There is a fundamental gap in current Brain Machine Interface (BMI) technology, the lack of BMIs' abilities to work in real world situations, and to adapt with the user. We suggest the production of an autonomously adapting BMI. A key scientific aspect of our work is to further elucidate our preliminary findings on reward modulation of the primary motor cortex (M1). This finding indicates that we could generate our fully autonomous BMI using one implant in M1 with the use of reinforcement learning to update the BMI. Humans are currently being implanted in M1 with the same electrode arrays we are using, and thus we may be able to test our system in the short term. Our long-term biomedical engineering goal is to develop a fully integrated BMI that allows its user to recognize the system as self and make natural looking accurate movements. This will ultimately require a system that adapts with the user and provides sensory feedback. Our long-term neuroscience goals are to determine the basic properties of the primary sensorimotor cortices, such as the influence of reward on synaptic plasticity within these regions and sensorimotor adaptation and learning. The goals of this proposal are threefold, we will prove that supervised reinforcement learning (RL) leads to robust BMIs, that there is reward modulation in M1 and quantify how this modulation influences more traditional M1 representations, such as movement kinematics. Our Central Hypothesis is that reward modulates M1 neural activity and this modulation can be tapped into for the purpose of an autonomous BMI, which will learn to work with the user based on the users interpretation of the BMIs performance. This hypothesis is driven by our preliminary work showing that reinforcement-learning methods can produce good BMI control and that reward modulation has an influence on M1 activity. We have decoded reward expectation from M1 during reaching movements and passive observation, however, this was between reward and non-reward, and did not control for motivation explicitly as we now propose.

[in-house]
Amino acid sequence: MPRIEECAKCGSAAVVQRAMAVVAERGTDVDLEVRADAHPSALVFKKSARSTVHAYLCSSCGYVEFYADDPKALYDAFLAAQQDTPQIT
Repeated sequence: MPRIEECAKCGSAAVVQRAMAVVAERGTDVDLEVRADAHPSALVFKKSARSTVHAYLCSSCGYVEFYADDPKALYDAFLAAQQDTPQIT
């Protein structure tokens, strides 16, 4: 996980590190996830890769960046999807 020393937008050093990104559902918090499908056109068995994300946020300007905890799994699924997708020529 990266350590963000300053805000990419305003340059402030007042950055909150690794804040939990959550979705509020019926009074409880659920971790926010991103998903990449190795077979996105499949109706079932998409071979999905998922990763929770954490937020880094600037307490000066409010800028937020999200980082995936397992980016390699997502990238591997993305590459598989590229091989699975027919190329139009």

Our specific aims are 1) examine if reward modulation has an influence on the primary motor cortex's representation of movement and action observation; 2) examine if there is an influence of reward modulation on the primary motor cortex under BMI control; and 3) examine the use of supervised reinforcement learning with a neurally derived evaluative signal for BMI control. Our contributions will be significant, in our opinion, because they will lead to enhanced BMIs that learn to work with the user for improved overall performance while adding significantly to our knowledge on M1. This should lead to increased independence for the BMI's user, and ultimately a decrease in health care costs. Not to mention an increased quality of life. The proposed research is innovative, in our opinion, because it pushes to move BMIs from the lab to real world capabilities, able to deal with changing environments autonomously. Our proposed work will help push us to new horizons ushering in the age of teaming between humans and altruistic computational agents.
of our work to public health is the production of a sys- tem that aims to help individuals that can't make reaching and grasping movements, such as due to amputation, or neurologic conditions. Our system, a brain machine inter- face, will record neural activity and translate this into desired movements of prosthetic limbs, computer cursors etc. Innovative to our work is the derivation of the individual's interpretation f the movement, such as good or bad, from their recorded neural activity alone and to use this information to continually adapt the system autonomously.
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